I guess when you get started now it's about 1:30 and welcome to Robert E Howard days first of all this is our second panel but the first one here at the church so again thanks to the First United Methodist Church and thanks to Fred for all the great electronics appreciate it this panel is called the writers of reh and when we set this one up we we have four distinguished gentlemen here who have all written about Robert E Howard but they'll all written about Howard from different perspectives literary physical where he's been emotional so what we're gonna do is I'm just going to turn it over to them and let them talk about their approach to writing about Robert E Howard on far left we have Rob ream who has done many BRABUS taken upon it upon himself to travel where Howard has traveled and he's put in many miles and and much heartache about about finding out where where Howard been has been and next is David C Smith the guest of honor here at Howard age 20 19 his most recent entry Yale has his entry into writing about Robert E Howard is probably Howard of literary biography and there's copies available so I'd say get it and buy it and read it because it's really good and mr. Patricia Lewin a he's written a couple of words about Howard maybe just a couple and mr. Bobby Jerry who is the probably the most proficient blogger about Robert E Howard among other things he publishes books to I'm just gonna let him let him go and I think we'll turn it over to in honor of our guest of honor well let a little a day to start off and just yakked about Howard I start talking it's hard to stop so you got the approach that I took with the literary biography I should probably say do you hear me just working how's that okay good I'll make sure it was not my idea to write the biography believe it or not okay yeah it wasn't my idea actually to write to write a biography I was approached by by the publisher Bob MacLean who operates a pulp hero press he also operates theme-park press he's been a publisher for a long time he's in Manhattan and he approached me about the possibility of reprinting some of the earlier stolen sorcery books I'd written we didn't get the rights to those but in the meantime he was looking for someone he's really building up his catalogue of good swing sorcery fiction and fantasy fiction of Pulp Fiction so he wondered if I knew anyone who might want to write a good general introductory biography of Robert E Howard more for a general reader is is what he wanted so I mentioned a couple of names that I knew and for various reasons that already had their say on Howard or they were you know busy with other with other projects so he asked me if I wanted to and I I realized I've been a Howard fan since junior high school and there's a lot of thoughts that I had and ideas about Howard and his fiction I thought I could use this as a vehicle to express those so what I told Bob was that I'd like to look at it from the perspective of a writer looking over the shoulder of another writer I've been an editor I've written fiction I've been a typesetter you know I've read an advertising copy anything had to do with words I've done it and I spent a lot of time in the commercial publishing field and dealing with editors so is it okay if I take that that perspective plus I get to put them in the car texts of America in the Jazz Age in the 1930s which is rich with with history and and popular culture ideas you know by itself so as I started thinking about this he he liked that idea it wound up being a little more scholarly I think tonight that one of us anticipated which is not a bad thing at all but it ended up that being the perspective that I took and so I relied upon experts you know who were in print that I that I could ask for help but once we got past the the basic grounding of his life being born and moving across plains with his family that's nice stepped in as as an author and editor and started to present it from that perspective here's what it feels like from the inside out as well as I could to pick up a copy of a magazine and you open it up and you say how do I get from here to be in that magazine how do I get to be a writer how do I take those steps what do I do and so that's the approach that I tried to take and I followed them here by your manuscript by manuscript story by story and a lot of interesting things came out from from doing it that way so that's that's my start of me talking Rob would you like the I am the least talkative person and about reading biographies about Howard before 2006 there were a lot of ideas out there that I didn't they didn't make sense to me Texas is a big state it's tall it's as big as Paris no it's just big France excuse me so it's bigger it's almost Reese's head but a lot there was a psyche out that that Howard never traveled and that he just had lived his whole life in Cross Plains and there were a few mysteries in what I was reading to Howard talks about living in the Wichita Falls country and no one had found evidence of where that might have been there's little things like that that bugged me and I always want to know how we know what we know so when someone says something about Howard that they say fact I'm like where did that come from how did he know that and that sent me and usually with my my dad and sometimes with my mom as well just all over the state of Texas I don't know how many courthouses set them to digging up land records court documents on not only Robert E Howard and his dad but their family their family's family I have quite an extensive genealogy other than those things I also like to just compile source material and package it for people who are that's like me so I put together a book Herbert clap writings Herbert Platt was a friend of ours I have pulled relevant newspaper articles from cross plains review Brownwood bulletin all the high school and college publications and package that all together with some little chapter introductions by myself into a book called post oak plate school days and the post Oaks my perspective is just how do we know what we know and let's give that to the public that's the best that my primary focus Patrese I don't even know where to begin I've written how many articles and books this is about Bob Hart I guess that if I had to sum up what I'm doing is where are we today and what do I want to do with the stuff I'm writing so it means I'm writing for different audiences so I have to know who I'm writing for for example when I did the Robin Howard guide these came out first in France in 2015 and the book came out because I had been repeatedly asked the same questions over and over and over again and so I've been interviewed I don't know how many times and I kept repeating the same thing so one day I decided okay I need to write a book about that is going to be short is going to be to the point it's going to be cheap that was the whole point of it so that people started asking me questions again as it read that book and if someone as a friend who is a hard fan or rakonin fan or by the book is G and so that was a reason the reasoning bidding the behind this book is short book and I think it's at the point where we are in hard studies in the state and friends in the states are different in that respect in France Howard is on the verge of becoming respectable he's a huge earner and I think it's because you I've spent 15 years doing the same things over and over and over again so when I was writing the guide I was writing for people who were mostly interested in the conan ballgame Solomon Kane ballgame related products but not necessarily the story so I wanted those people to discover more about Howard and then from that go and read the stories of course it was an entirely different approach when I DD dieses at the end of the Dare reckonin books for example the aim behind that is what oh you have been reading the stories in thinking that the stories came from William Morris or whatever what decamp and Carter was saying at the time and I thought it was not the right approach I wanted the readers to get you know some materials and source material about the stories and then from that it can go beyond if you're interested in knowing more about the guys right so I'm always writing with an audience in mind I always have an objective depending on the public at the moment and completing a PhD on the PhD dissertation I'm Howard Atlas Albarn and of course the writing is totally different because I'm not writing this for people were into ballgames they wouldn't be interested at all and so and of course the writing is anti different myth I guess it's my perspective writing about robbery Howard is how does he connect with the other writers and the rest of his context in the United States in the 1920s and 1930s he was part of something he was part of movement of people during the Great Depression during Prohibition that were living by their wit's really they were living to write they were interacting they were having fun they were corresponding the most famous one is of course the correspondence between robbery Howard and HP Lovecraft but he talked to a lot of different people in the pulp circle and they just had interactions Seabury Quinn Seale more Clark Ashton Smith these are all people that today are well maybe not as famous as they should be for their material but because of the hard work by Patrice and Rob and rusty Burke and others to get the original Howard material out there his correspondence his stories we can go back and look and find the connections and tell their stories at Robert Howard is an essential part of that and that's very interesting to me just from the perspective of treating his material as more than just fiction it's a historical source Drive Safely was just something they did uh no actually HP Lovecraft is the most famous letter writer in that circle because he wrote a massive amount of mail he wrote somewhere between 80 to a hundred thousand pieces of Correspondence during his lifetime which ran from everything from a little note on a postcard to a hundred page letter and if you read a means to freedom the collected correspondence of HP Lovecraft and Robert Howard they're regularly sending each other 20 30 page letters but this was very unusual most of the correspondence between writers has not survived and what has survived is usually what you would have today or yesterday an email you know it's a page or two of checks at most this was stuff that was being sent through the mail they might expect an answer in a week or a month but when they were really at it you know when they're really going at it they'd be sending letters to each other every three days it's really fun and exciting but it's now it's not usual at all it was actually very unusual to have all these pulp writers that are really sharing ideas with each other and corresponding and it didn't always last for all Clark Ashton Smith sent maybe 10 or 12 letters and it just dropped off he got too busy with his parents robbery Howard was busy writing and you know the correspondence didn't last they didn't say both sides of it but what we have was saved because they value that correspondence anybody else questions yeah wait boys up to me I'll take it I if I could take the question first in the research that I did I liked him more than I ever did and I appreciate his art and more than ever all of us here I think I can safely say grew up with this impression of hard as being wackadoodle and that that was kind of engineered if I may but we grew up with the idea that he was kind of nuts oi and my thought was if he was that crazy how does it even manage to sit down a type of story let alone become a great writer you know but as I said I've been reading him since junior high school and there's there's some magic spark there in his stuff and as the years went by and I became a writer myself and I edited works of other of other people fiction and nonfiction some of the science material this broad general background when I got the contract for the book I just I started you know pursuing what he was doing you know story by story year by year and it was a revelation because at least from my perspective and not just mine I feel of others who did this as well you can kind of see the gears turning and everything that was supposed to make him be a weirdo or something was inspiration he would he he was a brilliant poet he had insights into things that most of us you know it won't occur to us and he built this this engine of creativity and insight and philosophy inside himself and you can see that taking shape in in his stories as he writes them and that on top of that he was he was trying to to manage this so it'll become commercially respectable or at least you know acceptable and he was so unique a person is kind of remarkable that he managed to do that but as I went through these stories and some of the correspondence that the guy came alive to me more than ever and he was an incredibly unique brilliant artist and as I worked on my book I hope some of that comes through when I hope as we pursue more of his studies we'll come through to the general public because he's a major figure in American letters the 20th century he just is and we're generation two behind promoting that vision of him but we'll catch up because he's the real deal I think the less we rely on what used to be the standard biography the more we're gonna see how it as if not likable at least just merely troubled perhaps not without wackadoodle growing up I only had two camps introductions and rakonin books to kind of form what I thought of him as a writer but I was a pretty young kid when I read those and I didn't come to fandom until I was in my 30s which was you know yesterday and I didn't read dark Valley destiny until after I had read Thames quite smith's writings and mandolin prices writings and the dusty Berk and so I had a different idea about Howard than a lot of the other guys that my age then had been abandoned for a lot longer so I think that a lot of that's falling away now that we have other biographies and other voices so yeah Howard's that's a wackadoodle I wouldn't and something I would I think about like how does a writer I think he was a genius but I don't think we know the guy then the man had furious letters and we what we get to know through the letters is Howard as he projected himself on those letters and it's not the same person I mean I don't know who he was I don't even know anyone here you can say that he we can know if you who he was the kind of person he was what we had his projection so it's not the same thing really hmm it's interesting there's a core in a writer I was I'm not disagreeing there's a core in a writer and then as is different you know you're between different characters you have different ideas and the neck comes through and all of these together but you're yeah but well if you're you know if you're reading the life raft letters for example anything in the at face value you're going to be in four major disillusionment because he was inventing thing and inflating them or sometimes Merlin reporting so it takes in a detective to know what's true what's not true what secretary did not and I see all different journey mark mark talks about in his book that tradition of storytelling and larger-than-life stuff yeah you know Finn in his book bloody Thunder rather than their DX excellent yeah far by addiction the all railey forget the name the dictionary the all yeah all Riley its online I don't know that one no you have it I think it's alright ladies yeah early early 19th century Oh case online if you want to that it was it was engineered and it's a play on words that yeah it was engineered yeah it's because the frigde camp was an engineer well that's a good question that's a very very good question and these gentlemen know more about the facts behind it than I do but it but if you go back and read the Lancer books and so on yet it was it was done am I correct in saying it was done so that so that Sprague we could say his name right got in there so that he could be like a in his name but no the idea was was to present Howard in such a way that he was subordinate I would say to the vision that Sprague de Kamp had for promoting the Conan stories Sprague didn't care about the westerns and he didn't care about the boxing stories but he had made it his job in the 50s to promote the Conan stories as a cash cow and if I'm incorrect none of these details please correct me but I'm pretty sure that's generally the way that it goes and he succeeded because for instance where I used to work in Chicago I'm retired now but Dave the guy who was a security guard he was we were talking one day oh you write books and so on and so yeah I do German read Conan those are some of the best novels ever and he's soon discovered what are you talking about and he was talking about that Series in the 90s which Greg edited was the general editor and he had hired other writers like Robert Jordan and a number of people to write Conan novels based on Sprague's manufactured chronology of Conan's lifetime Howard never did anything like that at all he was talking about an old-timer sit around the campfire talking about when he fought you know the Babylonians or whatever you know and he was just an old-timer from the frontier Sprague man you manufactured that when I told Dave to change the security guard it's like it's not Conan you need to read the choice that I bought I bought your bluff set of Gabe's Phillips and it was a revelation I probably cow this this stuff it's great the other books aren't the same no they're not the same so that's what I mean by that is it was kind of a you know we're past or something you know rearguard action and we're only now coming out of that that period and be fising with the subject of that the other panel because when you write something about Howard you're your reader 90% of the time someone is going to be familiar with Conan the Barbarian you know the iconic image not the Cimmerian not even you know for the comic books right so you have to you have to keep that in mind because you're writing for very specific audience and so you have to educate them along the way and there's a long process okay okay Oh your thirst Bregman okay it's protein break please oh no let's talk about it sure the product is great the effect on the author was not so much oh there you go that's a good way of putting the sale okay there is a important difference between the author and the product and when we talk about Konan we don't usually think about him in the same sense as Lovecraft in the Cthulhu Mythos but there's a lot of people that have contributed to the Cthulhu Mythos and their work does not necessarily reflect on Lovecraft and there are a lot of people that were in some great stuff about Conan if you've ever read the Marvel or the Dark Horse Comics people like really Thomas and Kurt music have done some great things with Conan as a character but that isn't what Robert E Howard wrote and what a large part of what I think gets people's goat about the early stuff that L Sprague de Kamp edited and especially co-wrote and authored is that you couldn't tell very often where exactly the Howard stopped the camp inserted himself a little too much into the whole process and if you read the camp's biography of HP Lovecraft and you compare it with the biography he did with Griffith and his wife on Robert E Howard dark Valley Destiny there's a lot of the same things in the same place and you start to wonder alright is it really that these guys both had a note of this complex or maybe was the camp putting a little too much of his own impression in there and that's really where you need to get the dividing line down all authors are going to have their own biases to the material you know each of us has a slightly different impression of who Robert Howard was and what we know about him and how but as long as we know that there is our own bias we can take ourselves out of it to a degree you know we can say all right Robbie Howard wrote this and this is my take on it the camp didn't always have that objectivity and that's really sort of where I think we fell down on him is is really hard to take the camp out of Howard but that's what happened okay yeah didn't think either say this work that he would talk about how important Robert Howard was for him hmm then he had also talked about that he really said that he said okay yeah it is say – did write it – I'm going to quote an interview date for one star fiction year way back in the 70s is a know none of the stories we have written or as good as hard because we're not as crazy you was so he did I just say they're so yeah that's a compliment but but but Jack he was sincerely he didn't necessarily appreciate what Howard was doing on some level is what you're saying okay okay that's that's okay you know okay prepare yourself somebody thank you we're all well yeah yeah I was talking earlier I'm trying to Aquarius talking to it I think it was jimbaran but if if you were like me when I was growing up you know a skinny little kid with glasses he'd like to read Conan and science fiction and stuff you you were an outlier you know you were picked on you know and and because you just know part of their mainstream so if that's the point you're making I can see that is it particular is it peculiar to small Texas towns of em from Ohio so is it just being like like the the odd duck or the kid is a little bit smarter or sure yeah I also did this I read Robert Howard dragons I found an article online that I referenced in in the back of the book I have some little essays some of the footnotes and it was called how this guy found it online it's a couple years old but but in intellectuals are freaks and and the the writers point is that statistically people who love books or science fiction are into the arts or something where like maybe 10% maybe smaller percentage of just general society and that's just how it is it's not very wrong it says it is what it is you know but those of us who are a little bit outside that mainstream over every we have to learn to negotiate that now we're the ones that come up with you know Conan the Barbarian and Leonardo da Vinci and great music and all the arts were the ones that contribute that but apparently the only way we're able to do that is is by being you know a little bit different you know just looking things a little differently than the mainstream which is how life is so that's fine but you can see where where Howard would have you know it was one of the novel and – I think in Clyde Smith and in them you know it seems like Robert E Howard especially compared to a lot of other authors that Howard scholars really focus more on the man than the content of his words do you agree with that premise we read Patricia's SH it's not I haven't argued that there's some of that only because the writer has been obscured for so long he no offence Gary we just haven't had all the facts of his biography available to us you can do a reading of a story or a novel without any biographical information it's not required but you can also do a reading taking the author's life into consideration as well what max of biography influenced his decisions in the writing and if you don't know those facts you can't do that kind of analysis I'm writing the dissertation that lets Auburn and if I put in any biographical detail whatsoever they're going to kill me I probably have five or six wishes but I'll just I'll swing back to something you guys said earlier Dungeons and Dragons for example is that its most popular phase that has probably ever been in this lifetime there are people who watch people play Dungeons and Dragons on Twitch whether or not you liked the ending Game of Thrones was a huge movie unless one knows I'm unfortunately in a bad season for HBO we have superhero movies which are now mainstream we have all of these other things which are now mainstream which you can trace back to you perhaps the successful Lord of the Rings and some other things like that world of warcraft what have you so I agree that yes at one point it hadn't been the kid who had to hide his d20 yeah I mean they you know the outlier or whatnot but is that really the future and what does that mean for Robert happened um I think it's very important as we're now in this area of geek culture becoming mainstream with all these mainstream superhero movies and fantasy movies it's great it's fantastic we're having a great time but the most important thing I think everybody agree is it's not important to be a good superhero movie it's not important to be a good fantasy television show it's important to be a good movie a good show first and foremost if you remember back to Conan the Barbarian 1982 it wasn't a very robbery Howard show but it was damn entertaining that was a great movie that's a fun movie at Faisal Apollodorus gave the best score of his career in that movie and then they followed up with Conan the Destroyer and Red Sonja yeah you cannot form a franchise when you have that many flops in short order but there's no reason why there can't be a big Conan resurgence and there has been to a certain extent with all the work that's been going on with promoting Conan in the last couple of years the Marvel Comics especially I think have done some really interesting things in the last few months just because they took a very different tack from how Dark Horse took it Dark Horse was re representing Conan the Barbarian almost from a chronological standpoint born on the battlefield and going on from there retelling Howard's original stories which is all great terrific they did a great job of it they did some original stuff which is also fine Marvel is doing it very differently Marvel's dropping him right into the universe as if he never left there's a lot of references in the new stories to the old Marvel comics from back in the 1970s and 80s is really fascinating how they're doing it because they don't need to tell the origin of Conan the Barbarian and robbery Howard never need to tell that origin either he just Conan strides onto the page fully formed do you guys agree with me on that yeah does it answer your questions this is the state literature and observation I'm just curious if you guys agree with one of the things with the camp in this biography is that he he did research I mean he actually did research and interviewed people and when if you read that you get the idea wow there's a lot behind this you know it's kind of a definitive word on him and my perception is because he did research and interviewed people that it it's taken you guys a lot of work to this you know debunk the myths because you had to go back and say well despite the research we're coming to different conclusions and to me that's where all this work has come in looking as he actually did made an attempt to do research some of the footnotes that he includes lead to things that don't in fact have much to do with what he's talking about at the time so it might have the appearance but if you follow the footnote through it doesn't quite make sense you're thinking about the weapons or remember the yacht again isn't and so there was this thing about Robert Harris collection of weapons so yet this and that and this and that and then you have a footnote so the average reader is not going to bother reading the source of that but if you go to the source it mentions a gat again even in the course of his text and you go to the footnote and the yet again is 19th century weapon whatever so it was referencing not the collection but the weapon itself so and I'm going to give another example the Bob Howard was a sickly child thing and the reference of that with an interview with get Mary man and if you read the original interview they asked her the question I think four or five times during the course of the interview so it was a sick child wasn't he no she wasn't but it was a chick shot wasn't he no it wasn't but it was a sick child wasn't he no it wasn't and you read the dargah destiny it was a sick child reference to get Merriman yes it was doing the research but he was doing what he wanted to do with the research or when the heart went to left back in Bagwell in 1930 in the 14 and so in 1914 derived very Howard's arrived in Bagwell which was a thriving community and that the footnote to that it doesn't tell you that the Arado right there it tells you that Bagwell's earth was a thriving community I mean it was always like that it was trying to mislead you so it's dishonest being a research book I think you guys had to do out way more work to get underneath to undo all that one day long yeah exactly and when you when you try to undo something is very difficult because you have to do the actual research but your mindset is of course if you had read Donna testing or whatever before that you tend to think that way we all have this image of it was a sick child except that it was or everyone in the in the early family as TB which dancer was not the case no one in the family yet tuberculosis height I have the impression that the sprig was you know ungodly bright he was brilliant man but but he he had this preconceived notion and that's what he brought to it and it gets to the point where you know you're you're finding what you're looking for rather than being entirely objective and and that became what he was doing and it got past him I carried away with him I know this is kind of a sidebar but in the in the early in the mid 70s I knew Edmund Hamilton and Lee Braca and they used to spend the summer in kinsman Ohio which is up the road from this is farm country is up the road from where I was living my parents and so I started corresponding with them and I went up to visit them occasions I probably visited with them five six times met he often price there and they were wonderful people you know and they they knew the de Kamp's and they thought Holly the de Kamp's you know but it but I wonder now if if a comment that Ed made to me is is pertinent here because he asked me we talked about writing and writers and childhood where ideas come from and he said did you have a pleasant childhood I said a great childhood that's out in the country you know me and Eric ran and played soldier we did all this great stuff and and he I said my adolescence was not pleasant I mean you know and he said well that's the same way he said I had a wonderful childhood but he get the adolescence and you know it's a very troubling period everything and he said spragues working on the idea that the great writers have troubling childhoods and I've wondered ever spent if if that was if he was working on a concept there and brought it into maybe Lovecraft and maybe Howard both you know and that he was working with that idea and that and that seeped into the way that he portrayed Howard so should I just throw that out there you know because aside from somebody says about Howard and even Lovecraft just some degree I mean the guy is the guy's a great writer I mean he wrote you know all this stuff so it's kind of too bad in a way you know the way I felt was like damn it what you do that ya did write about Lovecraft as a sickly child as well you had a question there sickly kids on learning maybe that's why you're a bodybuilder yeah yeah it's interesting I don't know that the camp was being malicious where I feel like you had an idea and it kind of took over where he was going and I I haven't read time in chance maybe Gary can comment on this but I feel like some of the things that the Kirk did the camp in his own life he was finding mirrors and robbery higher than describing meaning to them I think the questions you're asking at the moment are very negative we are supposed here to be taught talking about we are righteous O our variations in all the conversations are I discovered the French translation of the mall comics and I was buying everything models so I thought and I hated that that I was a model zombie so but the next one I liked it and then I started realizing that there was his Robbie Howard guy names on the story so I I found a pack a bag a French one I don't remember to this day if I ever read the first it was the first time the French wanted answers I don't remember to this day if I read the decanter e first but it left no impression of my mind whatsoever and then a retiree of the irrelevant and when I read Clower I was good I was ten years old going through my dad's stack of old comic books and I got to Conan the Barbarian where he's doing the tower of the elephant and you know you can talk about any other writer but what other writer could make you feel pity for an elephant headed alien who's trying to give me an assisted suicide you know ten year old me was hooked I am I remember I was probably about 10 I was 10 or 11 maybe and a little four-eyes I was at the eye doctors and getting fitted for a new prescription and I had an Edgar Bryce I don't know what Edgar Rice Burroughs novel was a Tarzan novel or something and and the the doctor who fit us for the classes he said you like you like Tarzan yeah I do so you have to find about this character named Conan he's like Tarzan only he's really you know powerful in there these are wicked stories or whatever and in retrospect I'm sure he's talked about the gnome press editions which I how am I gonna find those and I'm 10 years old and you know but I remembered that when in 67-68 there used to be a monster magazine called them castle of Frankenstein if any of you remember right yeah it was the it was just the coolest thing it was just that you know it was he put everything in but to keep it the kitchen sink and it was so cool and Lynn Carter wrote book reviews for that and here here come's Lynn Carter but I don't know castle Frank's at number 10 or 9 or whatever was saying you know you can't keep a good man down code on the barbarians it's a great hero you know that Robert E Howard wrote in the 30s and now they're being reissued by Lancer books and I went holy that's that's what you know dr. so-and-so was telling me about when to the gray drugstore in Liberty Township you know Ohio and there it was and I started buying them and reading them so that and the the first one I read and it was Conan that started the whole thing but I was I was short on time so remember I skipped ahead to the first one I read was some jewels of gwahlur you know it was the and that that scene where he's climbing up the the face of that escarpment that cliff I remember that ever since I mean it's all the vivid the guy the guy wrote so vividly yeah the only difference I would I was I know I don't remember if it was the comic books or the I did not buy the Lancers because I'm not that old yeah I'm sorry my face reprints up them and they had numbers on the back on the spine 1 2 3 4 5 Tony well and I was a comic book collector from way back because my dad used to take me to the barber shop a barber shop used to let me play with the comic books well my dad's get this hair buzz so I saw these numbers on the spines of these books and when you pull the first one out the covers just jump out at you grab you so I think I ended up buying the probably the first four or five of them in one batch with my allowance and I would read conan number one first and in the eighth series the first story was the frost giants daughter Oh done and then I started reading these other ones I'm like nom first story was really good this one's not so good and you know he's very hit and miss and it was hard to tell who had written what derivative stuff but yeah the howard story is great then 30 years later i was trying to find something that my high school students would read on their own oh what's I reading then so I know else big to camp I really do I mean I mean I'm not I agree and I I memorize those introductions that I wrote you know to the cone and I memorized the map and everything I'm older than these guys so I you know I've never played Dungeons and Dragons okay I mean oh yeah that was late you know I go back guys watching westerns and reading Conan paperbacks you know right so I'm as always made sure to name-drop how to name every tiny Koontz it was the one oh you should buy the stars because you could see the name Robert Howard reading the comics that is conveyed in the old savage so of you had all these articles which were religious of problem that talking to a resurgent popularity why do you think I would maintain that reasonably he did he didn't actually uh Howard is actually probably a generation to behind Lovecraft what happened is when Lovecraft died in 1937 August Derleth and Donald wander he founded Arkham house specifically to publish his stuff in hardback so Lovecraft was getting published in hardback in 1939 and Derleth continued to promote Lovecraft in anthologies and Weird Tales all through the 1940s and into the 1950s and then there was a boom in fantasy fiction in paperback paperback was a new thing because the Pope's had been dying out especially with the paper shortages during World War Two and known press got in in the 50s with the hardback for the robbery Howard stuff and L Sprague de Kamp sort of inserted himself there at the end and so at the time you know Tolkien wrote Lord of the Rings and it was published in paperback in 55 65 65 in paperback 55 in hardback 65 in paperback and that really started the paperback fantasy boom and Howard and love grab both went off from that but they went off in different directions because robbery Howard got the very successful comic book series in Marvel Comics in 1970 Lovecraft didn't have as much success in comics but he had more promotion through Arkham House in anthologies and stuff so they went off in different ways but Lovecraft studies is actually older so they've got like two decades a difference and Ellsbury de Kamp did his Lovecraft biography long before he did the robbery Howard biography so yeah it's sort of a false thing we think are a robbery how it's all over the place now but it wasn't always the case this was a long haul to get to this point where he's this prominent as a writer you know oh I'm sorry yep yes he did you know three volumes first one was Kalfas an average in 1946 and was a big mammoth anthology and then the second one is the poems always comes evening and that was thanks to Glenn Lord and the last one was the dark man in 1963 yeah the last one if I remember correctly I was in college in the early 70s and had already known about Howard and there was a real Lovecraft push me on in the paperbacks and everything and if I recall correctly there was there was quite a bit of European interest in Lovecraft at the time and in scholarly publications and anthologies and stuff I don't think that was necessarily true of Howard at that time so Lovecraft got kind of got a leg up in intellectual interest from the European press you know in France and in Italy in some of those countries also yeah that's the point I was gonna make this that I thought I hit another thought but yeah you know to be popular in the States need to be famous in France first I'm working on it one or two more questions how do you balance the rigor that has Collins like how do you stop that's me well I I think like the tree said it really depends on the audience you have to write to the audience yeah sure I'm it all depends on the audience I mean I can have some fun when writing for you know the the afterwards the Glenna graphic novels so it's it's light and funny and with you know not in the wiki and there well I'd left so but it's not something I can do obviously I casually dropped in the reference to Star Wars and that was about it and just daring so I I like scholarly I ended up working for almost 30 years as a medical editor so believe it or not I got to be interesting editing surgical papers about cervical fractures and the stuff and working with the doctors under styling and everything and I've always picked up an academic book to read you know because it's interesting facts and if the topic is interesting and if the writer knows with what he or she is doing it's interesting to read and it's just as simple as that it's not just dry dry bones facts you know there's a there's a there's always a kind of narrative there or a drama there at this point on and so learning is fun I suppose yeah well because it's not the stuffy Spanish I'm not allowed to write seriously about something I think anyway interesting one they're far in the back robbery Howard lived during the 1920s in 1930s it was the nadir of race relations in the United States he lived in a rural Texas town he was racist there's no way to get around that fact and nobody has tried to downplay it in any of the serious academia I don't foresee a major schism in howard scholarship about that I do think that it is something that has to continually be addressed going forward but that's just as it is you know that's how he is that's how he was and the Lovecraft schism you're talking about that's there's a lot of misinformation on there about that which you said considering how much has been written about Lovecraft but I think you guys will agree with me that it's just something you have to address and it's not something we like it's not something we promote it's not something that we say oh yes this is good he was correct about this because we don't but it is what he wrote and we would rather see the ugly truth then try to pretend that Robert Howard or any of this fiction is different than what it is but I don't think there's any letting the genie out of the bottle I think that Robert Howard is continuing to be an exciting interesting writer to a lot of people because people keep buying his work people keep buying adaptations of his work stuff based on his work the games films movies comic books if you go onto Amazon there's a thousand Kindle editions yeah he's here to stay as far as I'm concerned mm-hmm yeah no yeah you sir directly no it's inspired by some of the stories that one of the helpers in the house told him I don't know that I would say it was Jim he didn't experience anything like that in Bagwell I've been there I don't know where they stay don't couldn't find the house mmm but babbles kind of creepy have you been there oh really okay yeah well that's that's what I'm saying when you can take you can read it without anybody I graphical information and still come away with things from that story but when you know things it adds that extra wrinkle he was just a good writer so he could write about any any entrance to our house it would be great well thank you everyone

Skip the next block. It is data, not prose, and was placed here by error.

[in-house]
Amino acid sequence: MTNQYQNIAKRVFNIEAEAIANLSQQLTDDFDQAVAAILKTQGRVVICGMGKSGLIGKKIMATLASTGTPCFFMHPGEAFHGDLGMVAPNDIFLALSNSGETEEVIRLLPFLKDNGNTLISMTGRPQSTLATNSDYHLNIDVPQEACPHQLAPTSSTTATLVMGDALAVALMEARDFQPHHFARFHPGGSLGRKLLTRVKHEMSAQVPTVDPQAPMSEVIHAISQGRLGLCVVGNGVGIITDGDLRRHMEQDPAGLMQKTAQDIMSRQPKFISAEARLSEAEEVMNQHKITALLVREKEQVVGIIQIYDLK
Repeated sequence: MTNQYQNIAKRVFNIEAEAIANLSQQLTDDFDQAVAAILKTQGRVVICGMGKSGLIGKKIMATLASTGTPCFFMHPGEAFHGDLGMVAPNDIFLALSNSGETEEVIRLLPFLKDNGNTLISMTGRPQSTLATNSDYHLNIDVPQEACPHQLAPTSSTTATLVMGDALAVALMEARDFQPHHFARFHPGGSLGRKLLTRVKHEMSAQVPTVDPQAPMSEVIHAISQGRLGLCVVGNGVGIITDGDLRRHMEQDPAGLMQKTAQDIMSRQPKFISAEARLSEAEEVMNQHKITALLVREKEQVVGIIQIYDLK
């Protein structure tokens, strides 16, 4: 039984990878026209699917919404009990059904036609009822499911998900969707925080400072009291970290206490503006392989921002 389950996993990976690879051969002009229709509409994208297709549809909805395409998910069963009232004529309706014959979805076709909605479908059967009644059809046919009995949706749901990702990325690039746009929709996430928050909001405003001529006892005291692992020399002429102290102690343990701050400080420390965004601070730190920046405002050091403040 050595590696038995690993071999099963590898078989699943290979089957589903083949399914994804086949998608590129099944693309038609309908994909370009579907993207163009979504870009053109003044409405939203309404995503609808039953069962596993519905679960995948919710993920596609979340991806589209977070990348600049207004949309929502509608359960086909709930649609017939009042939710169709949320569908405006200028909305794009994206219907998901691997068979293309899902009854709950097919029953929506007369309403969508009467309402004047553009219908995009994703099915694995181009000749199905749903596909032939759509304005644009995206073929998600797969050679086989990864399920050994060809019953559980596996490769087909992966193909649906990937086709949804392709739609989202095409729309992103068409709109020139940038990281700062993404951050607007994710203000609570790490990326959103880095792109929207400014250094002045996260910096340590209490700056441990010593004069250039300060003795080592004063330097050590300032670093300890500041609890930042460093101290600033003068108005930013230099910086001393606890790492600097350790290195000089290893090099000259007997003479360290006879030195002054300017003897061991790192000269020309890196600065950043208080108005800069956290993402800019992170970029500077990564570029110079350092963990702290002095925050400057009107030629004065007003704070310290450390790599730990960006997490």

3 Comments

Leave a Reply

Your email address will not be published. Required fields are marked *